Flexible Time Domain Reflectometry Probe for Deep Vadose Zone Monitoring Academic Article uri icon


  • into a handle, where it is connected to a coaxial cable; the other end is disconnected so that an open electrical Accurate determination of water content is an important aspect circuit is created. The rods are then inserted into the of most vadose zone monitoring programs. Real-time, continuous, in soil at the point of interest. situ measurements of water content in relatively undisturbed condi- tions are usually limited to shallow soil horizons. We present a new The use of TDR probes for measuring water content methodology using time domain reflectometry (TDR) for water con- in the vadose zone often is limited by the probe installa- tent monitoring in deep vadose zone horizons. The method uses flat, tion technique. In shallow soil horizons, installation of flexible, waveguides pressed against the wall of a borehole. The flexi- standard TDR probes is reasonably straightforward. The ble TDR waveguides are attached to the outer side of a flexible sleeve probes can be inserted into the ground from the surface filled with a liquid resin. The resin (e.g., a two-component urethane) with only minor disturbance of the natural soil proper- generates hydrostatic pressure that forces the flexible waveguides ties. The insertion of TDR waveguides into deep soil against the borehole wall, ensuring a close fit to the irregular shape horizons, however, can be problematic if a natural undis- of the borehole walls. The probe can be used with either a standard turbed soil condition is required. Installation of standard TDR technique, which uses a cable tester (e.g., Tektronix 1520, Tek-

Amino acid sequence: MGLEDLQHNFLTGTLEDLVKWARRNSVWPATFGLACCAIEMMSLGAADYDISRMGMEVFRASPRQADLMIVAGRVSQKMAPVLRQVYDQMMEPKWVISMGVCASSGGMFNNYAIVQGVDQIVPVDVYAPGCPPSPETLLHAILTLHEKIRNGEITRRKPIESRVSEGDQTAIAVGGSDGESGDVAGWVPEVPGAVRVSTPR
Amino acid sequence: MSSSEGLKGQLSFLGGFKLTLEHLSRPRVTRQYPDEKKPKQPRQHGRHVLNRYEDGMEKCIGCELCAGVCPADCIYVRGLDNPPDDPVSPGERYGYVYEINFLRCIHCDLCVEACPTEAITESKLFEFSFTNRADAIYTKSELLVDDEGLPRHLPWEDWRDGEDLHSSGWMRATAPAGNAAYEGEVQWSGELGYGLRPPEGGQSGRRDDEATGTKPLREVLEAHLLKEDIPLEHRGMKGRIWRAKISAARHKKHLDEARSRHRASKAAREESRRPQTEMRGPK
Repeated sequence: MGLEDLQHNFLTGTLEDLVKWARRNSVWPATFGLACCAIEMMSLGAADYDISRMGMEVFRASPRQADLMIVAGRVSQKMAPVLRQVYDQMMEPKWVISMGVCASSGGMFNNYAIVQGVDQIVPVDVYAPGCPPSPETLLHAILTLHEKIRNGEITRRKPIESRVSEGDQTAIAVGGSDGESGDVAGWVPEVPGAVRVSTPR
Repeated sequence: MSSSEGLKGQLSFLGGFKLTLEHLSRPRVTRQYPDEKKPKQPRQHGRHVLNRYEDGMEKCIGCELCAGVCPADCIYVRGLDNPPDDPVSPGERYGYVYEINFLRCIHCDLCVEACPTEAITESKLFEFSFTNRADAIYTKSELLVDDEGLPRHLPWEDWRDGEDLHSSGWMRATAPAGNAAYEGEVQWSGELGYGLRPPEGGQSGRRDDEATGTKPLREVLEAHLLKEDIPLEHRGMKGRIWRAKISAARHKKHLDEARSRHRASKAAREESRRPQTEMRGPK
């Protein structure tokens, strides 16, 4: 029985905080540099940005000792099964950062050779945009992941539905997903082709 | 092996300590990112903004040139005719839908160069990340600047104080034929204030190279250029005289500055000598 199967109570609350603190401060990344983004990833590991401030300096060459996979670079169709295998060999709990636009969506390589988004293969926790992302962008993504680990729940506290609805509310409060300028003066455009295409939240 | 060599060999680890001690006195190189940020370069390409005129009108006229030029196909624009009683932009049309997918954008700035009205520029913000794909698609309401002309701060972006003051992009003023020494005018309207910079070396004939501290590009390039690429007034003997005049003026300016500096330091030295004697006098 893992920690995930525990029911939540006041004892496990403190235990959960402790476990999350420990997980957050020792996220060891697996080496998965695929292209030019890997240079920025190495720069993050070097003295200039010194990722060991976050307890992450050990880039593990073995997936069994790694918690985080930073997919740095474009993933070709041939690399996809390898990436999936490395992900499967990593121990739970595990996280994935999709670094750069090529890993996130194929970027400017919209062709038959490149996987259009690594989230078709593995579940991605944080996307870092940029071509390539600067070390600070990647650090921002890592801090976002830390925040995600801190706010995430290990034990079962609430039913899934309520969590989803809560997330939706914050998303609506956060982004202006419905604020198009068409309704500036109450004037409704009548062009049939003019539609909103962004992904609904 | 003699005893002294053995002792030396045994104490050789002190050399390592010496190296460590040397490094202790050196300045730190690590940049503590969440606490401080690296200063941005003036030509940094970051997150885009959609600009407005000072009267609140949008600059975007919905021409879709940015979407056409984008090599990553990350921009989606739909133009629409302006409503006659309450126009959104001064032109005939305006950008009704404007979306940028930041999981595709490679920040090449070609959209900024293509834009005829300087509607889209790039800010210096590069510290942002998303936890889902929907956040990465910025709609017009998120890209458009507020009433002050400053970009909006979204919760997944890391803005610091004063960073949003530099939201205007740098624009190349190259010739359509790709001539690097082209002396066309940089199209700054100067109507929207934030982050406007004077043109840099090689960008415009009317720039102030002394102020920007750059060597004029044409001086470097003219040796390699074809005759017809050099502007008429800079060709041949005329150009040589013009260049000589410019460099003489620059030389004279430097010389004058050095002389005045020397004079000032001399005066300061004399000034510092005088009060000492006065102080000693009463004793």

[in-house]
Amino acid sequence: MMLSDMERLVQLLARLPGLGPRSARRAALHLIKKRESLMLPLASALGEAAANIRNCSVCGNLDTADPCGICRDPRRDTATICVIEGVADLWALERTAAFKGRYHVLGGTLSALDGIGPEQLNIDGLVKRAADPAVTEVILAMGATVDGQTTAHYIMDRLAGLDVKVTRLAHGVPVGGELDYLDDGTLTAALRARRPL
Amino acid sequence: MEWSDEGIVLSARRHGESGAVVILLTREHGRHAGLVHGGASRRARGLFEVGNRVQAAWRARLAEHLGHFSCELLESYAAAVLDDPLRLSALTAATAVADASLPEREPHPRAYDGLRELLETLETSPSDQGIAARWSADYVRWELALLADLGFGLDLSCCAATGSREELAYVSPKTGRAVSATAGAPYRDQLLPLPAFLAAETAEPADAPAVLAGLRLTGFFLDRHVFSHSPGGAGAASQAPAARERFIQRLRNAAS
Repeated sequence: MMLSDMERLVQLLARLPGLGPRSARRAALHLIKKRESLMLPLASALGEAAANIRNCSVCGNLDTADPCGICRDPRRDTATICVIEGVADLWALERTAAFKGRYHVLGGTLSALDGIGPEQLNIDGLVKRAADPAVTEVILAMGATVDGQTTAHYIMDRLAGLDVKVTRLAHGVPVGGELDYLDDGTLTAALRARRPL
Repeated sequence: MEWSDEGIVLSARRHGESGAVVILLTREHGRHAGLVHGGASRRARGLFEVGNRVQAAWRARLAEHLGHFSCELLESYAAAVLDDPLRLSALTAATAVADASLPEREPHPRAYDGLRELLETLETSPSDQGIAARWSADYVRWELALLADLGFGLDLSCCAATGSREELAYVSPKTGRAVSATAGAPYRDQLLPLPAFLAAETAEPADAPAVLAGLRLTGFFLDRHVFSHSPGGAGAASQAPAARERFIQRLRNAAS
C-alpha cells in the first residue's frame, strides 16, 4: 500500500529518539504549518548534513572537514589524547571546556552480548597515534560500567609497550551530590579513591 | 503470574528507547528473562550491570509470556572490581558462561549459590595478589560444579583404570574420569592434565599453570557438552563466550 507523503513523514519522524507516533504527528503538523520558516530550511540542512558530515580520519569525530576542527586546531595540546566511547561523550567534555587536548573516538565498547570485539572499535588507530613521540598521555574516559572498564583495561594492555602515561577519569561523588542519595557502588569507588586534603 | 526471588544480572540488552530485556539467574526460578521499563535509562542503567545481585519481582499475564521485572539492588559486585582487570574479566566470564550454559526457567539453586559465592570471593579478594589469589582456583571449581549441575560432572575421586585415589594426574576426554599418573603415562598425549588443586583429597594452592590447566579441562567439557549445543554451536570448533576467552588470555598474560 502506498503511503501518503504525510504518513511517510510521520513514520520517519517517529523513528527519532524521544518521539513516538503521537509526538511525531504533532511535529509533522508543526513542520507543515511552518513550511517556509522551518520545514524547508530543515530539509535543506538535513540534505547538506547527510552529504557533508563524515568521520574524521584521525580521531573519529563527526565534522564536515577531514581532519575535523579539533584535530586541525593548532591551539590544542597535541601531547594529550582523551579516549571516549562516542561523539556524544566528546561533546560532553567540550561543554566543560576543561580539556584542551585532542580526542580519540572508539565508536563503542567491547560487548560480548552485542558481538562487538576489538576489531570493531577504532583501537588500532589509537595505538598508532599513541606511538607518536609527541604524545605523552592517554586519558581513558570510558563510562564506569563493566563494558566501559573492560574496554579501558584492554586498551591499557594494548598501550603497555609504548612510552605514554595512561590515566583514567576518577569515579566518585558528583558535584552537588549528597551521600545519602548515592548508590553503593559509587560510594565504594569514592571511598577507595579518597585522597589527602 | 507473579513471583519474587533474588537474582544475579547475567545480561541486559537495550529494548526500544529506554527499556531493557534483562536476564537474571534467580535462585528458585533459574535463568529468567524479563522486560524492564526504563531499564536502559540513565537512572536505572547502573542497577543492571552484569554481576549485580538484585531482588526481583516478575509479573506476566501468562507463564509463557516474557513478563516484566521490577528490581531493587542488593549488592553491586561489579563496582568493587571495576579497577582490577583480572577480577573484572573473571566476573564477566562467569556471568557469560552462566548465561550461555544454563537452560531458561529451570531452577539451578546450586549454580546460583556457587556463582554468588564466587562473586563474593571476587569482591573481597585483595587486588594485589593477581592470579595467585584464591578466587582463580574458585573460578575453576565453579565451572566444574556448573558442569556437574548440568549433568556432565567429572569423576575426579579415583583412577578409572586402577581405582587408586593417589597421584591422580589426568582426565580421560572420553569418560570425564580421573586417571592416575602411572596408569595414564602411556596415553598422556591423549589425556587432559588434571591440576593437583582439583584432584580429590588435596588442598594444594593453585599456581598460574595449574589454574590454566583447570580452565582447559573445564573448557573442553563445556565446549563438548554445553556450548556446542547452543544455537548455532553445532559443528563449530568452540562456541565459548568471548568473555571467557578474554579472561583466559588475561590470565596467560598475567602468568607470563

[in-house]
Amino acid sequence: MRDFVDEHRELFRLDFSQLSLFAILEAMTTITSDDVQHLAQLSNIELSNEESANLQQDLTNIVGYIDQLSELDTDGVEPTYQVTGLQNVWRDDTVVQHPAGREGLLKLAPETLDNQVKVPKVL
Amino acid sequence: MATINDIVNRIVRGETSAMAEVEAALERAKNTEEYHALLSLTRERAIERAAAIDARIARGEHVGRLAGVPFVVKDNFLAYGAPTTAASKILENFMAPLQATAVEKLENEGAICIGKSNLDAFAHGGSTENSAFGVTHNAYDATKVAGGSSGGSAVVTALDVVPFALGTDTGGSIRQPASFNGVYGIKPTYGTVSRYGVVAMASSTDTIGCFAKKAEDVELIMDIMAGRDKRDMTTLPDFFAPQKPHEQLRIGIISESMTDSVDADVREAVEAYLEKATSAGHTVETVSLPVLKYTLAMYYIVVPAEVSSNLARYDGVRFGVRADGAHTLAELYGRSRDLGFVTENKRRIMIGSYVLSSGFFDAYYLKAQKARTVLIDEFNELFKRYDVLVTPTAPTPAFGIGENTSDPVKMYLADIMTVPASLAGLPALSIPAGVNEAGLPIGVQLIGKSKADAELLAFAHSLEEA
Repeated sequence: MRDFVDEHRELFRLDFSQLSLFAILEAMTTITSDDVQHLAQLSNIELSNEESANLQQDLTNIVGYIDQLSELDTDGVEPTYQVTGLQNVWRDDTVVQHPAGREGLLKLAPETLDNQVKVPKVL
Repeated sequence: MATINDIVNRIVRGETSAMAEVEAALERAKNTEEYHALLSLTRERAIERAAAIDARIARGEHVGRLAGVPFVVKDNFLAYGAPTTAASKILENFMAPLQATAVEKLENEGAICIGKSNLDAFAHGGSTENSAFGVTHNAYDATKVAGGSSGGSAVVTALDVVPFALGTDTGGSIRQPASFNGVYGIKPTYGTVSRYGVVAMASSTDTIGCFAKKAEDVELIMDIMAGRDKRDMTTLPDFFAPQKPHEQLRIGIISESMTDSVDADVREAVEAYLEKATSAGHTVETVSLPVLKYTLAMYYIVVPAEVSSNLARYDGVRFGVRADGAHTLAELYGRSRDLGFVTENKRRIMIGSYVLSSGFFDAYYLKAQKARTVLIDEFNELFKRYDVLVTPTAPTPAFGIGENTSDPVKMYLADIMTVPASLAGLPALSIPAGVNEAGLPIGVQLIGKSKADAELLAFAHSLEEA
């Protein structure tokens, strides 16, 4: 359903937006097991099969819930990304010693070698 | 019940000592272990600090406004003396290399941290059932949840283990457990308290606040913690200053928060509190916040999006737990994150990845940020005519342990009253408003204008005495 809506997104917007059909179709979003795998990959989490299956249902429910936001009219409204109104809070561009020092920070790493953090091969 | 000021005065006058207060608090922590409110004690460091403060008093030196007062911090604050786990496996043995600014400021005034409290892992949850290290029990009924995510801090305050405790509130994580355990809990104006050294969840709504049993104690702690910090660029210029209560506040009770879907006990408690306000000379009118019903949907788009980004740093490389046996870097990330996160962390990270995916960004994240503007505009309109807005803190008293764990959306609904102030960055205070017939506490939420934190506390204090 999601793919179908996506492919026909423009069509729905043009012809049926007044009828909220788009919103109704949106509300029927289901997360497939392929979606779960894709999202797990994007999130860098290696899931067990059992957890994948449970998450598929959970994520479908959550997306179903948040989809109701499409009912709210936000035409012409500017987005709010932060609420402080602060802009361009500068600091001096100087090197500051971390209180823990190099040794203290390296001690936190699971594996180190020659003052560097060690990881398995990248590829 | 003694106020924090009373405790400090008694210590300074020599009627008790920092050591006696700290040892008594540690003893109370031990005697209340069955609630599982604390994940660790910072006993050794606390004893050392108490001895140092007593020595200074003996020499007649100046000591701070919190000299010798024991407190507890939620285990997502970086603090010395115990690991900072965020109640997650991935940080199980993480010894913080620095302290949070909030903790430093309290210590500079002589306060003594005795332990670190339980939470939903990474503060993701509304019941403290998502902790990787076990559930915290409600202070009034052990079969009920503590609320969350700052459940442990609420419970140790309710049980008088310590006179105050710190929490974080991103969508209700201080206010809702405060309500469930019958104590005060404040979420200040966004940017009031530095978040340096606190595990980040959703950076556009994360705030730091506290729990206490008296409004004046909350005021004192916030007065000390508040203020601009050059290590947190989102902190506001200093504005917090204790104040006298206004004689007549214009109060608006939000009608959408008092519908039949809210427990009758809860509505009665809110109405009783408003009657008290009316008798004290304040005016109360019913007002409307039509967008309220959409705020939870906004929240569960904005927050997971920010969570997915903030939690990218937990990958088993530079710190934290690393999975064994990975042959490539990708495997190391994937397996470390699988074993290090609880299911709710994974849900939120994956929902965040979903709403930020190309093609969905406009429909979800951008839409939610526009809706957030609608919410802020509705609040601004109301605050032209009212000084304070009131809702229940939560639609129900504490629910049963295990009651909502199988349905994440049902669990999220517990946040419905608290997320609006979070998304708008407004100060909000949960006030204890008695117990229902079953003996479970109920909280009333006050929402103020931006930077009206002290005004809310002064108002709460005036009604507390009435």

publication date

  • January 1, 2003